Today is Caribbean Tourism day.
Recognised by the Caribbean Tourism Organization and all its member countries, this day is designated to mark the regions’ important industry of growth and success.
Tourism represents the biggest industry in the world. The consistent growth of tourists and tourism receipts over many years since international travel became accessible to the general public, has convinced many developing nations that they can profit from tourism.
Recent statistics from the World Tourism Organization show that tourism generates about 10 per cent of total world gross domestic product; employs over 10 per cent of the global workforce and is an industry that continues to exceed growth expectations. In fact, the World Tourism Organization expects international tourism arrivals to reach one billion by 2010.
With the tourist numbers constantly increasing, all stakeholders in this industry must embrace the idea of sustainable tourism. This has become more than just the buzz word of the day. It focuses on the triple bottom line of economic, environmental and social considerations.
Sustainable tourism also ensures that the industry develops in a way that is fair and equitable for all countries; it is economically viable in the long-term; and it avoids damage to tourist attractions and the physical environment.
In an effort to promote sustainable tourism practices, the government of the Cayman Islands is embarking on a project called the Cayman Islands Environmental Project for the Tourism Sector. This project, scheduled to commence in December, is another public private sector partnership, which will promote improved environmental performance in the Cayman Islands Tourism Sector.
The primary objectives of CEPTS are:
• Developing greater awareness and understanding of the benefits of environmental management systems;
Developing the technical skills of industry personnel who would implement environmental management systems; and
• Assisting the industry in attaining Green Globe certification or a similar type of environmental certification programme.
In the very near future we will be piloting the project by working with seven properties; three on Grand Cayman, three on Little Cayman and one on Cayman Brac. Over time, the project will extend to various tourism related businesses and operators including attractions and restaurants.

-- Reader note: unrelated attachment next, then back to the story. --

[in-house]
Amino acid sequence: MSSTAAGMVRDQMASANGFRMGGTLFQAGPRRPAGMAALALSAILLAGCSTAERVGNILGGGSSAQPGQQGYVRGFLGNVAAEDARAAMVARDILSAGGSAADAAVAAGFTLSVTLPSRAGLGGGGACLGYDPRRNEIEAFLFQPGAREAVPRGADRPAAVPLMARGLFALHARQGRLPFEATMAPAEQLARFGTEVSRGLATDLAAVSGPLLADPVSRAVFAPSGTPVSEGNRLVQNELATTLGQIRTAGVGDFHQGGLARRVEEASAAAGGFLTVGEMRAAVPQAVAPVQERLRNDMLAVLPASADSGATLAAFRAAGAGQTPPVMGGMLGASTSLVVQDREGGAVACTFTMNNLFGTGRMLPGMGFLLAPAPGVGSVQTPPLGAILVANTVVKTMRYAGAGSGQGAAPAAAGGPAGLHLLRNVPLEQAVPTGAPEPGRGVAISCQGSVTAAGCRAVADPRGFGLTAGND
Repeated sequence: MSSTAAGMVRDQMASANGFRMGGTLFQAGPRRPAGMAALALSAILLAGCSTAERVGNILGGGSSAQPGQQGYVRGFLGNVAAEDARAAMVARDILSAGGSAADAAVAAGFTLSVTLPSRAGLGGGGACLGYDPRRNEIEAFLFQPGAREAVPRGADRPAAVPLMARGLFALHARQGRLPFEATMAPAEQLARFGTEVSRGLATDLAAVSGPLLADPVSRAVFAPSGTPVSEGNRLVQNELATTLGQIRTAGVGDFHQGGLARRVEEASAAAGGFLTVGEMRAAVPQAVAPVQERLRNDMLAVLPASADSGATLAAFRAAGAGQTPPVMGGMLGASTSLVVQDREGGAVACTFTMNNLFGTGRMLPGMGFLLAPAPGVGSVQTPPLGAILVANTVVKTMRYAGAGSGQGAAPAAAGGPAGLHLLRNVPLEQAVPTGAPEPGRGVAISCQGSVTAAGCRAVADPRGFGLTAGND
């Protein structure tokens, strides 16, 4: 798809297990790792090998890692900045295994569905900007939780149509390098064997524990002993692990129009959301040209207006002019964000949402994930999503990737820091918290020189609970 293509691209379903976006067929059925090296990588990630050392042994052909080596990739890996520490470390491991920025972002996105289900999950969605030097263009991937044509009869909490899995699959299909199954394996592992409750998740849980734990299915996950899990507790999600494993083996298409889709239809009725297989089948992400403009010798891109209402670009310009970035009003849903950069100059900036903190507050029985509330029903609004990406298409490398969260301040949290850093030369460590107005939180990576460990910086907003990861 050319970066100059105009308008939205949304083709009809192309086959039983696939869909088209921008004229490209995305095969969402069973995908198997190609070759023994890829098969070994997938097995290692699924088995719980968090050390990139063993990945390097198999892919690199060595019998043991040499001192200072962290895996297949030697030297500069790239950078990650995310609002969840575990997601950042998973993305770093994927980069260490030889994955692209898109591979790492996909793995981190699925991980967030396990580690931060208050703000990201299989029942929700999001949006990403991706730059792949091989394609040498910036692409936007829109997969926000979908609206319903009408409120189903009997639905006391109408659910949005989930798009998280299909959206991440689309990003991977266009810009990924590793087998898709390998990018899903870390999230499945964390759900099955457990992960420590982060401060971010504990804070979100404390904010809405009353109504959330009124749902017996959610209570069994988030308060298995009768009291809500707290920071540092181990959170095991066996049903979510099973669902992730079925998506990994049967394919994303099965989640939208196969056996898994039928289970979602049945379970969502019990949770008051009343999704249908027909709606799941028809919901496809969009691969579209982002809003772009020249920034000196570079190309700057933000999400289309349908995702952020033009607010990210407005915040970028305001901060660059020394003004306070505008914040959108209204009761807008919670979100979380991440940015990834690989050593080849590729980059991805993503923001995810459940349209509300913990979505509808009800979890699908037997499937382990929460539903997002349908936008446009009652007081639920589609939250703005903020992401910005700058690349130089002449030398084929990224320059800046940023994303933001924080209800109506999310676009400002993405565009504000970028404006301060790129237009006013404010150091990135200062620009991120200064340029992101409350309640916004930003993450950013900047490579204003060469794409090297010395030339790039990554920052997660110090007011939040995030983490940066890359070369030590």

As I am sure you are all aware existing environmental legislation in the Cayman Islands is outdated, going back to 1978 in the case of the Marine Conservation Law and 1976 in the case of the Animals Law. The current legislation simply does not provide the necessary regulatory framework to adequately address environmental issues.
Therefore a comprehensive updating of the Cayman Islands’ environmental legislation is required to help ensure that Cayman complies with its treaty obligations under a number of international conservation agreements to which we are a party.
If we are to truly embrace sustainable tourism development, we must face some tough discussions on matters concerning land use planning and development planning and guidelines. There should no longer be any doubt that we need to address the issue of sustainable development to ensure that we do not fall into the trap that many small island developing nations face, that of physical over-development.
On this Caribbean Tourism Day, hard questions must be addressed.
We must ask ourselves:
• How do we clearly define setbacks for coastal development sites?
• What type and scale development is best for the Eastern districts?
• How do we adequately allocate land to various types of tourism development, which all seek to meet the needs of the visitor?
These and other questions frame the decisions we must make soon to ensure our tourism product is not here today and gone tomorrow.
For sustainability is not just about what we do today, but what we leave for tomorrow.
Charles E. Clifford– Minister of Tourism